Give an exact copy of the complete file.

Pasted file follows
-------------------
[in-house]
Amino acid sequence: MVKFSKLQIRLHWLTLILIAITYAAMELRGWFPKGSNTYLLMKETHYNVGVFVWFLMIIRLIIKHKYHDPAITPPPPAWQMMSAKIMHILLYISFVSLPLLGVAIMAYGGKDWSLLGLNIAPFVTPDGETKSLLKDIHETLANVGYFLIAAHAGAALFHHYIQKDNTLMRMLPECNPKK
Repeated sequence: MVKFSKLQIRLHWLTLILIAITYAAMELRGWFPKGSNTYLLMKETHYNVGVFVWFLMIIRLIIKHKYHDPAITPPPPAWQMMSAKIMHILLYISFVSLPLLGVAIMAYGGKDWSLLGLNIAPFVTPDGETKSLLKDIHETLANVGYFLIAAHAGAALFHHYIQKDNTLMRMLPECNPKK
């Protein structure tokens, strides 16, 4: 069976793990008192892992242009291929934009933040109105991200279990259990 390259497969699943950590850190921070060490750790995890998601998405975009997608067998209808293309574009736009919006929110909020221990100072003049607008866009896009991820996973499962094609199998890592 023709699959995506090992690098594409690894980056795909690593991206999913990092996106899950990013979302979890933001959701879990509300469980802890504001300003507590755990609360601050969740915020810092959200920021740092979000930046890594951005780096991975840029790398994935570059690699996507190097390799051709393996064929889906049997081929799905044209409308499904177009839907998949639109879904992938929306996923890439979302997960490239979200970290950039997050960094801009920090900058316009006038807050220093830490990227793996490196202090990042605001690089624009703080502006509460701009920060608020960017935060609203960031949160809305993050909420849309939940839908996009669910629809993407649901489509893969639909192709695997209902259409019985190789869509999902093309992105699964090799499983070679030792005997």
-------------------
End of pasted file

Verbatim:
[in-house]
Amino acid sequence: MVKFSKLQIRLHWLTLILIAITYAAMELRGWFPKGSNTYLLMKETHYNVGVFVWFLMIIRLIIKHKYHDPAITPPPPAWQMMSAKIMHILLYISFVSLPLLGVAIMAYGGKDWSLLGLNIAPFVTPDGETKSLLKDIHETLANVGYFLIAAHAGAALFHHYIQKDNTLMRMLPECNPKK
Repeated sequence: MVKFSKLQIRLHWLTLILIAITYAAMELRGWFPKGSNTYLLMKETHYNVGVFVWFLMIIRLIIKHKYHDPAITPPPPAWQMMSAKIMHILLYISFVSLPLLGVAIMAYGGKDWSLLGLNIAPFVTPDGETKSLLKDIHETLANVGYFLIAAHAGAALFHHYIQKDNTLMRMLPECNPKK
């Protein structure tokens, strides 16, 4: 069976793990008192892992242009291929934009933040109105991200279990259990 390259497969699943950590850190921070060490750790995890998601998405975009997608067998209808293309574009736009919006929110909020221990100072003049607008866009896009991820996973499962094609199998890592 023709699959995506090992690098594409690894980056795909690593991206999913990092996106899950990013979302979890933001959701879990509300469980802890504001300003507590755990609360601050969740915020810092959200920021740092979000930046890594951005780096991975840029790398994935570059690699996507190097390799051709393996064929889906049997081929799905044209409308499904177009839907998949639109879904992938929306996923890439979302997960490239979200970290950039997050960094801009920090900058316009006038807050220093830490990227793996490196202090990042605001690089624009703080502006509460701009920060608020960017935060609203960031949160809305993050909420849309939940839908996009669910629809993407649901489509893969639909192709695997209902259409019985190789869509999902093309992105699964090799499983070679030792005997």